Title: one hundred years of cloud dreaming
Author's note: Giripan exchange for naturethezafara, the prompt was something based on Bouncing Off Of Clouds - Tori Amos.
Thanks to Feral_phoenix for looking this over for me :)
He wrote down his dreams and the shape of each cloud, scrawled them in messy notebooks with little cat footprints in the dust, in a handwriting so unordered that even he could barely read it.
Japan was a pragmatist, cynical and reserved. And Greece was all idealism, dreaming up better worlds than the one he lived in. They both understood silence in ways others didn't, sitting together and thinking of Bashō and Plato, cats and abstract shapes of flowers and trees on silk or stone. Sometimes they shared those thoughts, but just as often they didn't, embracing the quiet without awkwardness.
Most people thought Greece was too dreamy, too forgetful, but he kept some details sharp. It was only the extraneous—the stupid, petty squabbling of those around him, the transient trends of the humans—that he let slip on by. They always came again, just a few shades different from the last.
But one thing he always kept close: dark eyes and a first kiss; the year eighteen-ninety-nine; the feel of grass against his skin and every minute of that day.
One hundred years of cloud dreaming; he fell a little more each year.
Greece held the pen up, talking to himself as he wrote.
"They were shaped like apples today. It made me hungry. Another looked like Mittens—the cat you named."
I miss you.
"I dreamt I was a frog in a pool looking up at the sky."
I want you. I love you.
One of his cats–Mittens, again–stared as he refined the letters. She seemed so wise: judging him, and finding him lacking. Or maybe she just wanted more food. He reached out to scratch her behind the ears, the pencil going slack in his other hand. She began to purr, a mass of soft grey fur with white paws.
He tried to think of a way to put this into haiku, as a nod to Japan's culture, but he could never quite remember the sentence structure, and he didn't want to make that big of a mistake for a gift.
When he was around Japan, he never remembered to ask. There were too many moments to absorb. From the way Japan would tilt his head thoughtfully in contemplation, the way Japan murmured in his sleep, the careful way he'd eat Greece's food, the way his customs lingered on, thanking Greece after every meal with a gochiso-sama deshita.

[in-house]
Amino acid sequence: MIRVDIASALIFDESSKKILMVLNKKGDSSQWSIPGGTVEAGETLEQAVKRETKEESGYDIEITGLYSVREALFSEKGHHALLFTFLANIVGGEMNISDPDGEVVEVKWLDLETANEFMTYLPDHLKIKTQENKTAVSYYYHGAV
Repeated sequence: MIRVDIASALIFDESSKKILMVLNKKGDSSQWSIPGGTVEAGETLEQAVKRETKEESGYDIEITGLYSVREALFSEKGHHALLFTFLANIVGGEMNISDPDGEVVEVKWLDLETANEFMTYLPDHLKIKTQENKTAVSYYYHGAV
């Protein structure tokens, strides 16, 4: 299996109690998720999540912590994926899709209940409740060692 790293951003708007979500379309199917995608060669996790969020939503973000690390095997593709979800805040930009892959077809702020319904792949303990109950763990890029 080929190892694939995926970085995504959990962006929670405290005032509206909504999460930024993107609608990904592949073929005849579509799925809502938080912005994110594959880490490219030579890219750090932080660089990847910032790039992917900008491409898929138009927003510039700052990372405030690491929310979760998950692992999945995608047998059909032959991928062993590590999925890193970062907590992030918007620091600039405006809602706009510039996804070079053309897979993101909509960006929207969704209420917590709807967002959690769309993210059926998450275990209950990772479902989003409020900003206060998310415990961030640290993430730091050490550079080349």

If he had ten more lifetimes, he still wouldn't be able to absorb all of Japan's facets, but oh, would he try.
When he was sleeping, he was always one step away from dreaming. Under his blanket of cats and clouds, he could fall into a place of ideals, of peace. His hand uncurled under the blanket, like reaching out for another hand, thousands of miles away.
One day he woke up to find another hand in his. He rubbed groggily at his eyes as the image began to come to focus. Japan stood over him unannounced and in a casual green yukata. Had Greece displaced the letter which told of his arrival? Had a cat used his stack of letters as a bed again?
"Do you mind if I stay a while?" Japan said.
"Stay as long as you want," Greece replied.
Japan laid out in the sun, out on the grass, uncaring of whether his robes got dirty for once.
"I think it looks like Mittens," Japan said, his finger pointed up to a cloud. Greece tilted his head. He couldn't see it. The wind caught Japan's sleeve, left his hair windblown. Japan tried to smooth down his hair, and looked awkwardly away.
Was he trying to say something else? Greece looked up to the cloud, but it had blown further now. "It looks like mochi," he said.
"It looks like happiness," Japan said softly.
He felt a pressure on his arm. For a moment he thought a cat had crawled up and onto him, but a single glance told him that it was Japan who had curled into him and used his arm for a pillow.
For once, he was the one awake while Japan slept. He traced his hand down Japan's back, in that soft way he always did when he didn't want cats to wake up. He felt too alive with the moment to sleep for once. It'd been years since he felt Japan's skin under his fingertips. The memory of his skin had grown fainter despite how often Greece had relived the time. A kiss at a juncture of a hip, a mark a cat left on him when he picked it up, a bite, an old scar. There were new scars, now, new kiss marks and old wounds, not all of them on the outside.
This was what happiness looked like.
He couldn't saw how much time passed or how many clouds he missed as Japan slept. For once, he didn't slip into a dream. He petted Mittens, who had crawled into the space between him and Japan and stayed there.
It'd been so long since they'd lain like this. Years that blurred the line between real and dreams until it was hard to remember the difference.
It could've been hours or minutes, Greece couldn't tell. When eventually Japan began to stir, and with him, Mittens let out a disapproving meow.
"Welcome back," Greece said.
"I dreamt about you," Greece said. "Not now, but before..."
I kept reaching out until you would take my hand.
"You aren't dreaming now, Greece-san," Japan said.
And it seemed an unanswered question he'd been wondering all along.
"No, I'm not," he said.
He looked up to the sky, and for a moment he thought he saw what Japan must have seen. "I think I see it now, the happiness..."
Japan pushed himself up from the ground, and picked up Mittens.
"Me too," Japan said.
And it said more than poetry or love confessions, hidden between the years and clouds of a sunny day.
"If you're staying, we could go out for food. I'd make you some, but it's hard to cook souvlaki chicken with the cats around."
"I'd like that," Japan said. "Thank you for your hospitality."
"Anytime," Greece said.
They walked back, wordless in the heat of a waning day towards home.